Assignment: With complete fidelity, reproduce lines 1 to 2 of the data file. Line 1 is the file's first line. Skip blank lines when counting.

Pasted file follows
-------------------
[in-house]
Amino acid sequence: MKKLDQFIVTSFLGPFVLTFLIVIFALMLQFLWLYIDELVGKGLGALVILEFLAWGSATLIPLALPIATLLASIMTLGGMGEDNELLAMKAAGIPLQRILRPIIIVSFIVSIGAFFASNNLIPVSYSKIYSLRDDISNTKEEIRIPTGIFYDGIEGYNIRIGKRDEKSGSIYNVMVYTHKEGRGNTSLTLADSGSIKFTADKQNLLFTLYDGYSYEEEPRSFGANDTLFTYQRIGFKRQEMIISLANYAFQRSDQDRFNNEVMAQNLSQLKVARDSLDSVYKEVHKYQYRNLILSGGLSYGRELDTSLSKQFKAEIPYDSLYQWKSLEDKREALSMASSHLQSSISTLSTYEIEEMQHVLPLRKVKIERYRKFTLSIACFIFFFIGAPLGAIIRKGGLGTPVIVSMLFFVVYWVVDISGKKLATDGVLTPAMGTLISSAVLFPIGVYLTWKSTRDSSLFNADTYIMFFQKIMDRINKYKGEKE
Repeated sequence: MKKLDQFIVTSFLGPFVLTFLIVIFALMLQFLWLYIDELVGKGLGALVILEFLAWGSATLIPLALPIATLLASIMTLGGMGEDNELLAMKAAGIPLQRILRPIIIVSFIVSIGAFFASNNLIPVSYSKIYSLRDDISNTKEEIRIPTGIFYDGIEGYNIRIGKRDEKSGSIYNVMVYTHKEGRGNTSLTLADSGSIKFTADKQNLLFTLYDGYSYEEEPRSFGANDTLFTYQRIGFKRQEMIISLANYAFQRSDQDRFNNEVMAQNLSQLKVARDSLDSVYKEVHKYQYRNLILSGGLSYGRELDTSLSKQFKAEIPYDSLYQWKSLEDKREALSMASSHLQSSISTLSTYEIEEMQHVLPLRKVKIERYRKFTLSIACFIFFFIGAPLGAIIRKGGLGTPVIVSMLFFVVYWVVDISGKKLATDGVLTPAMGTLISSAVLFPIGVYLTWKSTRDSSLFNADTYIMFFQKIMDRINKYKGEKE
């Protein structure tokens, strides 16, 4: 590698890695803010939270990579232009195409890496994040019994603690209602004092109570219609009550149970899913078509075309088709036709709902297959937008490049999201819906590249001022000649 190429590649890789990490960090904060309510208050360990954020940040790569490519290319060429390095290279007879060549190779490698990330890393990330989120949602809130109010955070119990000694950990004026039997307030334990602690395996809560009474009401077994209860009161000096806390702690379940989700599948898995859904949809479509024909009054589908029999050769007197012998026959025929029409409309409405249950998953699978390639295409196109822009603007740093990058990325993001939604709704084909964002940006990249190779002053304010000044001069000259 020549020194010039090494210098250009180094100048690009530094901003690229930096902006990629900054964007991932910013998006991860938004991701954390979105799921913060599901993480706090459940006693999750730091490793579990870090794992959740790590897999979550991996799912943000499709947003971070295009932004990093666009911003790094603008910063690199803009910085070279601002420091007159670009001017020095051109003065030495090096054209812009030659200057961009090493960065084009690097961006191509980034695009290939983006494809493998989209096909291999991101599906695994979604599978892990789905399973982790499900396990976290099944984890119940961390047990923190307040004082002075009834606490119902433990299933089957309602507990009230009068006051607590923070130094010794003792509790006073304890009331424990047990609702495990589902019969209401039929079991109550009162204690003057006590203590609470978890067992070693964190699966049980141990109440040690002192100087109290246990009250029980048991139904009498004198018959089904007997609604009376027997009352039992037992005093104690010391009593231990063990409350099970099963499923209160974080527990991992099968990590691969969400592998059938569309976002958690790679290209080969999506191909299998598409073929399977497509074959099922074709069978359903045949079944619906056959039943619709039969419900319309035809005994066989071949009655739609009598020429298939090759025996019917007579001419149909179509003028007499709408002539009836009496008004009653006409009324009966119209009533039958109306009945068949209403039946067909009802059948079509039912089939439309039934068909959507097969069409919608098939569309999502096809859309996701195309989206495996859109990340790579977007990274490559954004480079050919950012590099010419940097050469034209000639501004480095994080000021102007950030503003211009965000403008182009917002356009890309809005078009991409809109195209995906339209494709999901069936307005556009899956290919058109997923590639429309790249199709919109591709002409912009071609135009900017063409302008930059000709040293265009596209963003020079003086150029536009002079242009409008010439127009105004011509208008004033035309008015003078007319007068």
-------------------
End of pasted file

[in-house]
Amino acid sequence: MKKLDQFIVTSFLGPFVLTFLIVIFALMLQFLWLYIDELVGKGLGALVILEFLAWGSATLIPLALPIATLLASIMTLGGMGEDNELLAMKAAGIPLQRILRPIIIVSFIVSIGAFFASNNLIPVSYSKIYSLRDDISNTKEEIRIPTGIFYDGIEGYNIRIGKRDEKSGSIYNVMVYTHKEGRGNTSLTLADSGSIKFTADKQNLLFTLYDGYSYEEEPRSFGANDTLFTYQRIGFKRQEMIISLANYAFQRSDQDRFNNEVMAQNLSQLKVARDSLDSVYKEVHKYQYRNLILSGGLSYGRELDTSLSKQFKAEIPYDSLYQWKSLEDKREALSMASSHLQSSISTLSTYEIEEMQHVLPLRKVKIERYRKFTLSIACFIFFFIGAPLGAIIRKGGLGTPVIVSMLFFVVYWVVDISGKKLATDGVLTPAMGTLISSAVLFPIGVYLTWKSTRDSSLFNADTYIMFFQKIMDRINKYKGEKE